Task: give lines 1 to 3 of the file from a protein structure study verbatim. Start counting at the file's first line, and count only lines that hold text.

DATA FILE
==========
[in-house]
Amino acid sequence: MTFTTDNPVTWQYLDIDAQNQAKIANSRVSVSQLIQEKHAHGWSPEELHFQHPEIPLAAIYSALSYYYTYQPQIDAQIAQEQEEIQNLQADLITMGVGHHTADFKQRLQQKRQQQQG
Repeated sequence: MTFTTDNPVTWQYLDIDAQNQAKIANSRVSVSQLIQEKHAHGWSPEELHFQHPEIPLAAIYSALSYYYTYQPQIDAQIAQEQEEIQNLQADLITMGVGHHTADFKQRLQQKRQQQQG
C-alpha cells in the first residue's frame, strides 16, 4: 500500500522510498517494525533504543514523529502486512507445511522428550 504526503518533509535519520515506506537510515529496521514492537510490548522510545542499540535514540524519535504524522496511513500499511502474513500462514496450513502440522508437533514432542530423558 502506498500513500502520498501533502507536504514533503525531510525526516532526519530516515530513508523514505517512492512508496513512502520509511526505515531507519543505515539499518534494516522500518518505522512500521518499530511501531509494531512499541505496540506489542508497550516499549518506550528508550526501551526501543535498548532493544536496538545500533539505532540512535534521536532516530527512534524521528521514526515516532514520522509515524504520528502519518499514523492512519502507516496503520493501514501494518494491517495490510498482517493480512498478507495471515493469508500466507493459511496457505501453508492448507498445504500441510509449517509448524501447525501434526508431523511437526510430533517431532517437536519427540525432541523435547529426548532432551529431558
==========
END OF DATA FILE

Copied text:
[in-house]
Amino acid sequence: MTFTTDNPVTWQYLDIDAQNQAKIANSRVSVSQLIQEKHAHGWSPEELHFQHPEIPLAAIYSALSYYYTYQPQIDAQIAQEQEEIQNLQADLITMGVGHHTADFKQRLQQKRQQQQG
Repeated sequence: MTFTTDNPVTWQYLDIDAQNQAKIANSRVSVSQLIQEKHAHGWSPEELHFQHPEIPLAAIYSALSYYYTYQPQIDAQIAQEQEEIQNLQADLITMGVGHHTADFKQRLQQKRQQQQG